Zero Waste Means Going Vegan
Another easy association to make is that zero waste means cutting out meat. True, many zero wasters may opt for a plant-based diet because of its lower environmental impact, but meat and fish can also be part of a zero-waste lifestyle if they are sustainably sourced. If the US population reduced its meat consumption by only 25% it would cut 82 million metric tons of greenhouse gas emission per year.
Zero Waste Means Dressing Badly
Wearing only second-hand clothes these days doesn’t mean stepping out in rags or taking on a vintage look. On the contrary, spending the same amount of money on clothes as before but opting for secondhand pieces can result in a wardrobe of better-made, longer-lasting, and more stylish clothes. A growing trend towards re-selling instead of binning or recycling old clothes has brought masses of high-end pieces onto the secondhand market. And that’s before we consider the environmental benefits of preventing new clothes being made.
Zero Waste Is More Expensive
This classic myth is the easiest of all to debunk. Buying in bulk – a cornerstone of zero-waste living – is cost-effective for families, businesses, and individuals. The tons of wasteful packaging that comes with products today presents a cost to the producer which is then passed onto the consumer. Add to that the expense of shipping with all that packaging and the bill grows. Remove the freight, remove the packaging, reduce the price. Simple.
On top of this, disposable or limited-life products are things we are paying for and then throwing in the trash. How many disposable water bottles have you tossed in the trash over the last few years? Would a $20 stainless steel bottle have paid itself off by now?
One Person Can’t Make a Difference
Given the scale of the problem you’d be forgiven for asking; can my efforts at zero waste really make a difference? But we only need to look at the way the zero-waste movement has expanded in recent years to realize that peer-to-peer knowledge sharing is invaluable.
If you make a small change and mention it to a few friends, the exponential impact can be astonishing. Conversely, when 7 billion people shrug and toss their plastic bags in the trash, the cumulative effect is devastating. Taking personal responsibility is all any of us can really do, but it comes with many financial and personal rewards.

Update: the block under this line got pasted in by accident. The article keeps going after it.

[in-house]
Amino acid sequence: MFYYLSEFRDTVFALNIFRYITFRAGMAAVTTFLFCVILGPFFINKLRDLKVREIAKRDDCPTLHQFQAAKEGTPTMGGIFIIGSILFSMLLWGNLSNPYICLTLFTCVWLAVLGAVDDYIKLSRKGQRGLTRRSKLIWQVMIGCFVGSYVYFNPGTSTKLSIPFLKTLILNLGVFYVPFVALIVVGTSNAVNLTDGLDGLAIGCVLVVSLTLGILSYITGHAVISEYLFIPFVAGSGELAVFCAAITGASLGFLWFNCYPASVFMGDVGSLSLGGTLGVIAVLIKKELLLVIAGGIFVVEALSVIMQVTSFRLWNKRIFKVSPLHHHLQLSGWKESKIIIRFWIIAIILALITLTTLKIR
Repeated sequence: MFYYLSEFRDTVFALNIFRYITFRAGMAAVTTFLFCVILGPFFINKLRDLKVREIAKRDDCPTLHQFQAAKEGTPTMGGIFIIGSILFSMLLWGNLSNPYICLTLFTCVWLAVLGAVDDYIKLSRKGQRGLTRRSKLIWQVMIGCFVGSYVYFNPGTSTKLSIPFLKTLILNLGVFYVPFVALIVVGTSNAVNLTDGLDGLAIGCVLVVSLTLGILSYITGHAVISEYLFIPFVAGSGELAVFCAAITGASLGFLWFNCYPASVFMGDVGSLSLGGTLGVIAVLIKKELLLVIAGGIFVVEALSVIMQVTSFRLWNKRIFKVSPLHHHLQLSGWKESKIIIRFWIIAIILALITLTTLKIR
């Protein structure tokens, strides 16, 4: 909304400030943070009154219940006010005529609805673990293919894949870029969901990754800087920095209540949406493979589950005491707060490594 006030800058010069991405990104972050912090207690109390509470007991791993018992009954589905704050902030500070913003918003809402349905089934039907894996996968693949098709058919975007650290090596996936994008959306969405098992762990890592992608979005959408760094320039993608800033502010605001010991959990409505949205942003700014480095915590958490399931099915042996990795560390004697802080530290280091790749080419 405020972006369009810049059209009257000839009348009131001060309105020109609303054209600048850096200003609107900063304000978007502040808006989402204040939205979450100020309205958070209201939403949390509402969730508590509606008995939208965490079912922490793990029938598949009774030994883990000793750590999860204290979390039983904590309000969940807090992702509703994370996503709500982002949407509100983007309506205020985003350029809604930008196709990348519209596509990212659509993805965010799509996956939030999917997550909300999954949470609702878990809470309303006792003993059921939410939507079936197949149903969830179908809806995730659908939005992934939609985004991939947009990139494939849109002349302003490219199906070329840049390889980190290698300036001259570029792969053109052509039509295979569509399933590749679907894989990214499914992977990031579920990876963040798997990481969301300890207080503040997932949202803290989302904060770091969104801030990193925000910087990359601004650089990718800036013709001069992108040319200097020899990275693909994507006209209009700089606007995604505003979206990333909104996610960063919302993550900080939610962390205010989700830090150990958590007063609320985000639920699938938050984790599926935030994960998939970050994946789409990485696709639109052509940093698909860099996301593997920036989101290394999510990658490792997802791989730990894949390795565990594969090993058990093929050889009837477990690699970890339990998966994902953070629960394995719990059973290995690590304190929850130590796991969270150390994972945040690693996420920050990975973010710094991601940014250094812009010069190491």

Zero Waste Takes Up Too Much Time
Again, the opposite of this is true. Zero waste is about simplifying, not complicating. Recycling and taking out the trash take time. By reducing those household chores by dramatically cutting waste, you will find more time in the kitchen to prepare your meal and more time to relax afterward. Buying in bulk means fewer shopping trips, and less packaging means less time playing Tetris with kitchen cabinets. The gains are small but surprising.
The Zero-Waste Community is Judgmental
In any movement, there are those who prefer to preach than discuss, but this is a minority in the zero-waste sphere. Most bloggers and not-for-profits are focused on providing valuable resources and support, stripping away the (predominantly) mental barriers to going zero waste. They have done the hard yards so the rest of us can take the easy road to zero-waste changes that suit us.
You Have to Make Everything Yourself
Perhaps this is another myth born from the influencer trend of home recipes for store-bought products. Indeed, everything from toothpaste to washing detergent can be whipped up at home without much fuss, but don’t be persuaded that not doing so is a fail. Making stuff is an option depending on how much time you have, although you may be surprised to learn how easy some of it is.
Zero Waste is for the Middle-Class
As a lifestyle change popularized by young people on social media, sharing their stories and inspirations can hardly be characterized as the realm of the elite. But there is a correlation between the middle classes and environmental action at home. The caveat to this is that they undermine their hard work by flying abroad on holiday. Meanwhile, low-income demographics tend to have fewer net emissions without even trying. Considering zero waste is essentially about thrift, it hardly seems like an activity reserved for the wealthy.
Dispelling these many misunderstandings is easy in theory, but it’s best to find out yourself by trying one small change at a time. Why not start by looking at what goes into your trash this week? Or make a note of any consumer purchases for the next month and ask yourself if there might be a zero-waste alternative out there?